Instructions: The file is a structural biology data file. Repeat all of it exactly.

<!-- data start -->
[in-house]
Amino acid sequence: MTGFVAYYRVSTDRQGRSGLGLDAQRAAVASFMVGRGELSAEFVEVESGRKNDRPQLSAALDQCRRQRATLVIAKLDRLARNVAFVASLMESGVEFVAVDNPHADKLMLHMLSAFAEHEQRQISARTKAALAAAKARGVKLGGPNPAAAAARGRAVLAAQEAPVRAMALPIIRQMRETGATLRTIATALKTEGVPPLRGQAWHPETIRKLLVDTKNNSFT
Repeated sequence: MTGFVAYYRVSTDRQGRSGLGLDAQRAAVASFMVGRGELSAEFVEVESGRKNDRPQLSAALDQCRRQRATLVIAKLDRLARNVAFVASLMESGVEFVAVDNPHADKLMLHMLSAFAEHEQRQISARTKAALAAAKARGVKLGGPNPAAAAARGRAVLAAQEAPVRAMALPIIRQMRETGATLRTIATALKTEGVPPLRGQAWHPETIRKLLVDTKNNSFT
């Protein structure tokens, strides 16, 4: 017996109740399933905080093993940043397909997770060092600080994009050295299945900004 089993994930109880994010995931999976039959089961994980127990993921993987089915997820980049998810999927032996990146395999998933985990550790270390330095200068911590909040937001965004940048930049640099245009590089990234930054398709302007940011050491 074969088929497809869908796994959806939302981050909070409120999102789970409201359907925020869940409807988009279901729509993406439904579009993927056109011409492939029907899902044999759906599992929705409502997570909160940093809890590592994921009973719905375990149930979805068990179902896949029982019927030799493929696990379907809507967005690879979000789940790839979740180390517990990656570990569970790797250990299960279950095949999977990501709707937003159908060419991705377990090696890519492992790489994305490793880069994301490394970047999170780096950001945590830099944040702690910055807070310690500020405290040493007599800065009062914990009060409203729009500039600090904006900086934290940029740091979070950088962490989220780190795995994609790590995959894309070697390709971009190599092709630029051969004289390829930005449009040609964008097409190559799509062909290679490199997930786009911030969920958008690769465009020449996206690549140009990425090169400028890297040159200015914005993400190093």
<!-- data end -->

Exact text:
[in-house]
Amino acid sequence: MTGFVAYYRVSTDRQGRSGLGLDAQRAAVASFMVGRGELSAEFVEVESGRKNDRPQLSAALDQCRRQRATLVIAKLDRLARNVAFVASLMESGVEFVAVDNPHADKLMLHMLSAFAEHEQRQISARTKAALAAAKARGVKLGGPNPAAAAARGRAVLAAQEAPVRAMALPIIRQMRETGATLRTIATALKTEGVPPLRGQAWHPETIRKLLVDTKNNSFT
Repeated sequence: MTGFVAYYRVSTDRQGRSGLGLDAQRAAVASFMVGRGELSAEFVEVESGRKNDRPQLSAALDQCRRQRATLVIAKLDRLARNVAFVASLMESGVEFVAVDNPHADKLMLHMLSAFAEHEQRQISARTKAALAAAKARGVKLGGPNPAAAAARGRAVLAAQEAPVRAMALPIIRQMRETGATLRTIATALKTEGVPPLRGQAWHPETIRKLLVDTKNNSFT
């Protein structure tokens, strides 16, 4: 017996109740399933905080093993940043397909997770060092600080994009050295299945900004 089993994930109880994010995931999976039959089961994980127990993921993987089915997820980049998810999927032996990146395999998933985990550790270390330095200068911590909040937001965004940048930049640099245009590089990234930054398709302007940011050491 074969088929497809869908796994959806939302981050909070409120999102789970409201359907925020869940409807988009279901729509993406439904579009993927056109011409492939029907899902044999759906599992929705409502997570909160940093809890590592994921009973719905375990149930979805068990179902896949029982019927030799493929696990379907809507967005690879979000789940790839979740180390517990990656570990569970790797250990299960279950095949999977990501709707937003159908060419991705377990090696890519492992790489994305490793880069994301490394970047999170780096950001945590830099944040702690910055807070310690500020405290040493007599800065009062914990009060409203729009500039600090904006900086934290940029740091979070950088962490989220780190795995994609790590995959894309070697390709971009190599092709630029051969004289390829930005449009040609964008097409190559799509062909290679490199997930786009911030969920958008690769465009020449996206690549140009990425090169400028890297040159200015914005993400190093």